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Training & Management Magazine, National Magazine for India

Spring in Canada is a most welcome change from winter. But you wouldn't have known it yesterday seeing the last of the snow blustering around the sidewalks here. With spring comes renewal and probably the most pleasure we derive from a new season. - the promise of better things.

In such a spirit I'd like to tell you about an initiative that started here in Canada in 2001 and spread out in just the 3 years since then to over 43 countries and 105 communities across the world - Creativity and Innovation Day - or C.I.D. for short.

It is celebrated on April 21 to commemorate the birthday of Leonardo Da Vinci (his actual birthdate is April 15), the famous Italian painter and inventor whose genius far surpassed the aesthetic realm integrated crossover knowledge from many diverse fields engineering, science, anatomy and the imagination of things yet to come.

This is not the first time I've written here about innovation. I have previously written on the topic of innovation and research communities in Canada and Canada's Innovation Strategy. This is a more formal kind of creativity and it is a creativity that is supported through a grant system that benefits universities, researchers, scholars, and industry. C.I.D. is another kind, it is a grass roots movement driven by people who want to encourage and increase our practice of real creativity in life, business, and society.

C.I.D. is the brainchild of Canadian Marci Segal, a creativity specialist and trainer, who in 2001 read a newspaper article called Canada in Creativity Crisis which motivated her to act. She contacted other colleagues and together they formed a discussion group on the internet.

As a result the first Creativity and Innovation Day event was held on June 1, 2001 "to encourage people all over the world to use their creative capacities to make the world a better place and to make their place in the world better too. It's vision rests on the belief that every person is endowed with the ability to use knowledge, imagination and evaluation to create new and meaningful solutions to meet the challenges we face."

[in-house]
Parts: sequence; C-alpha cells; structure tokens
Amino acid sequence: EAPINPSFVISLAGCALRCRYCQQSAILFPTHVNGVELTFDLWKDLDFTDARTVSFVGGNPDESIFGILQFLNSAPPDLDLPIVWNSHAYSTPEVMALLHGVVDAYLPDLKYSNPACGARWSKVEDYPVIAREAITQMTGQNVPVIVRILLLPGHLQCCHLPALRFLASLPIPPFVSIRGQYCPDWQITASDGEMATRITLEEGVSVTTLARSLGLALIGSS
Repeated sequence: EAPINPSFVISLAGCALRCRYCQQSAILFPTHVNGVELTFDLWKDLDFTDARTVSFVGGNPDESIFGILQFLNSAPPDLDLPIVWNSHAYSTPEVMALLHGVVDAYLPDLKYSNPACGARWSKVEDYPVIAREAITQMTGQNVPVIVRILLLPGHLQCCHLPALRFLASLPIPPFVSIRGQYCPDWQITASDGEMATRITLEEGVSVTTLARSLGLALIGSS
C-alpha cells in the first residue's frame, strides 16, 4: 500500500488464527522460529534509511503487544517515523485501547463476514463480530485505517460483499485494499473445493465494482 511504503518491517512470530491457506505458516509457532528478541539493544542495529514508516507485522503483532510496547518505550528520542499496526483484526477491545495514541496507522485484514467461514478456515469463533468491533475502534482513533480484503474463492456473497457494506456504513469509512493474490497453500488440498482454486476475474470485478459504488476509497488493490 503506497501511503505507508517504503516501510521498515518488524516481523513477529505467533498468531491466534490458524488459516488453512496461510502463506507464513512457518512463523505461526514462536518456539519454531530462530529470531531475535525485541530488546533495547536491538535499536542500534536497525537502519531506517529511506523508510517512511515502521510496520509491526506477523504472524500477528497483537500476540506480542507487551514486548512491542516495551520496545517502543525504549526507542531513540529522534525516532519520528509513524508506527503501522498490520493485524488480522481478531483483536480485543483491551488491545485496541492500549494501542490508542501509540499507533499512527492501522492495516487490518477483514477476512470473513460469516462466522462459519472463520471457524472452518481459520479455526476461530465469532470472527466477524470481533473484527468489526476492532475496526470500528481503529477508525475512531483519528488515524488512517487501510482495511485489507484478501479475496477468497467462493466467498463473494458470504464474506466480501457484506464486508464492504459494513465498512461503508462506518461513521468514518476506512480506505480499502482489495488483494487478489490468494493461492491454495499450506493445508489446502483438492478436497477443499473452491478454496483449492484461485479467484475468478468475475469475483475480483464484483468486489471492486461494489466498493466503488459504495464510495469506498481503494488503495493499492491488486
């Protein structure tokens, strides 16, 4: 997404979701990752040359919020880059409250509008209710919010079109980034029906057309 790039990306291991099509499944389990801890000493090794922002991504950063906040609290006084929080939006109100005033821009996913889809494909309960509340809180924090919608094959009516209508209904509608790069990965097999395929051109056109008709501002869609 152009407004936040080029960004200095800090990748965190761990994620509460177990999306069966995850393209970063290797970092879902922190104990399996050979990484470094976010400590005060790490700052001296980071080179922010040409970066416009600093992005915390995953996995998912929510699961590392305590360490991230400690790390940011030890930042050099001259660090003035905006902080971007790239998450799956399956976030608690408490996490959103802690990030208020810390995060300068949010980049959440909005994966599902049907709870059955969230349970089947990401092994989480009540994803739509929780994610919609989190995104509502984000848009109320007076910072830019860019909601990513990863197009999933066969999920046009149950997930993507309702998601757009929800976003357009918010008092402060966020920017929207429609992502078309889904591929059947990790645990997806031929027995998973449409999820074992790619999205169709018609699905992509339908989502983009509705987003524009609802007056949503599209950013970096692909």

CID provides a time and space where people can feel comfortable expressing their creative abilities, a place where innovation can thrive, and a system of communication so that people all over the world keep informed and feel part of a truly global event. To foster continued creativity and innovation, Idea Week (April 15 - 21) was also developed. During this week, people host activities and programs that welcome, engage and contribute pride in creating and innovating for a personal, professional, community or organizational benefit. For details on how you can participate visit www.creativityday.org.

Canadian company Dofasco Inc., one of Canada's largest steel producers, held weeklong activities last year which included an address from their VP, learning forums held at lunchtime, spotlights on employee artists on their internal website, 'food for thought' creativity quotes on food wrappers in the cafeteria, employee musicians entertaining with diverse musical genres, employee inventors discussing their inventions throughout the plant, musical entertainment in the cafeteria, company wide distribution of a mind map of hints on 'idea generating spaces' and displays of several Science and Engineering Fair Award winners' projects from a competition open to local area Grade Seven through High School students.

This is a great beginning and the support for creativity and innovation needs to grow in the world - a lot! There are some realities in play that limit the amount of human spirit in organizations, among them boring jobs, unjust supervision, restrictive thinking, antagonistic corporate cultures. These are "people-zappers", they limit the potential of innovation by the main contributors, our so-called human capital.

There are things companies can do to liberate creativity and the Dofasco example is great because it celebrated individual creativity. This is a big welcome for other people who may not be inventors or artists or musicians to let them know their ideas are important at work. Other examples on the theme of creative-diversity could be opportunities for career development in different areas.

So, it's a good start. The upward curve is huge. Even the business case, if articulated in terms of Global Innovation Capital is huge. Consider the cost impact of innovation in terms of gross national product and development or even global product - it's trillions. The cost of failing on innovation is even larger - so it's a double-ended impact. Even if there is a 20% difference through shortening the research cycle, increasing the development of new products, making better products, the cost is trillions, the benefits, trillions more. And this is not only an industrial problem, it is a societal one too. There are solutions possible for every human condition. All we have to do now is care enough to want to find them.

Arupa Tesolin, owner of the training firm Intuita, is a consultant, speaker, seminar leader and author of The Intuita 3-Minute Solutions for Innovation, Intuition, Vision & Stress. Her numerous international publications on intuition in business have established her as a thought leader in this field. She is currently working on a new book entitled "Becoming An Intuitive Organization". Contact her at www.intuita.com, intuita@intuita.com or 905.271.7272.

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